Soft x-ray microscopy shows enormous promise as a technique for imaging cellular structures at resolutions well beyond what can be achieved in optical microscopes, and with much simpler sample preparation than is required for electron microscopy. In addition, the lower radiation dose required (compared to electron microscopy) allows tomographic investigation of subcellular structures in three dimensions. Existing synchrotron based microscopes have shown the potential of the soft x-ray microscope as a research tool, but they have the disadvantage of being tied to a massive light source at only a few national laboratories. A suitably bright, compact, low cost light source is the enabling innovation needed to realize a commercial biological soft x-ray microscope. In a Phase I NIH SBIR program (2R44RR022488-02) Energetiq demonstrated a unique, compact light source that generates the required x-ray wavelength and intensity for imaging. In the following Phase II NIH SBIR program (5R44RR022488-03) Energetiq constructed a """"""""proof-of-principal"""""""" microscope. With three months left to go in the Phase II program, nearly all major program goals have been met, and we are on track to completing the rest of the program goals on schedule and within budget. In the proposed Phase II Renewal program, Energetiq will focus on significantly shortening exposure time through increasing the source brightness and will work with an existing manufacturer (Xradia, Inc.) of x-ray microscopes to integrate the Energetiq source with their microscope, thus accelerating the point at which a commercial instrument will be available in the market. The ultimate goal will be a new commercial tool for researchers to use in studying subcellular structures.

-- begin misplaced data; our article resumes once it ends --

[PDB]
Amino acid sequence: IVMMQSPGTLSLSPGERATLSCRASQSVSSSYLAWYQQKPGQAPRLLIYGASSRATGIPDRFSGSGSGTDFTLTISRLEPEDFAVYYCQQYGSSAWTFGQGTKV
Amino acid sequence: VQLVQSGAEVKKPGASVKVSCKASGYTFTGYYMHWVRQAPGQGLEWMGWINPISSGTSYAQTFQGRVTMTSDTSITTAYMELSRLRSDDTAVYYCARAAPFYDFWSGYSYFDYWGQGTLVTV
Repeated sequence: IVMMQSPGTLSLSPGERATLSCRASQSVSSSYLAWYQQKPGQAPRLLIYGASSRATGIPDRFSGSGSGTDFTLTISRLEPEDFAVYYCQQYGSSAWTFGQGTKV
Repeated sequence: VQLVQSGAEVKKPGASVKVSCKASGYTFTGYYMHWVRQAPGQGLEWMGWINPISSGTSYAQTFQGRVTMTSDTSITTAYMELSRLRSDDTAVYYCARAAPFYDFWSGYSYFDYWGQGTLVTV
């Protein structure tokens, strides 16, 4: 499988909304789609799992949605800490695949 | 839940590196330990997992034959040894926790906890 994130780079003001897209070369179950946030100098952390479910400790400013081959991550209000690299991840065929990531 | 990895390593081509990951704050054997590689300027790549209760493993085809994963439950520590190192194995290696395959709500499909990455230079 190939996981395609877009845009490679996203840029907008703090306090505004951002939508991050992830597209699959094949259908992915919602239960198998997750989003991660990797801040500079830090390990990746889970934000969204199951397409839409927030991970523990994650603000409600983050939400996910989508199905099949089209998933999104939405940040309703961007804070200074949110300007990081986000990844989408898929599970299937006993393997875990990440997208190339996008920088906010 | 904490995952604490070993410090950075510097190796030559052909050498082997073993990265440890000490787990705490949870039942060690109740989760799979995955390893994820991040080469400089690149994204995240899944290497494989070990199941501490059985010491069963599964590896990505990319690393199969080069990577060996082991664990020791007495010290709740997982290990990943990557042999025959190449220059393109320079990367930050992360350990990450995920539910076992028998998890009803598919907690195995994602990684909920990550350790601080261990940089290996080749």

Biologists have a need to image whole biological cells at high resolution and in their hydrated state. Currently available commercial, integrated microscopes satisfy one of these requirements but not both. Soft x-ray microscopy in the so-called 'water window'allows resolution to 20nm for fully hydrated cell samples, and can produce 2-D and 3-D tomographic images. The ability to resolve subcellular structures in hydrated cells, and to create those images in minutes rather than days, could lead to more rapid advances in drug discovery, disease diagnosis, disease treatment and in the understanding of fundamental cellular processes. The proposed program will enable the widespread adoption of this technique by researchers.
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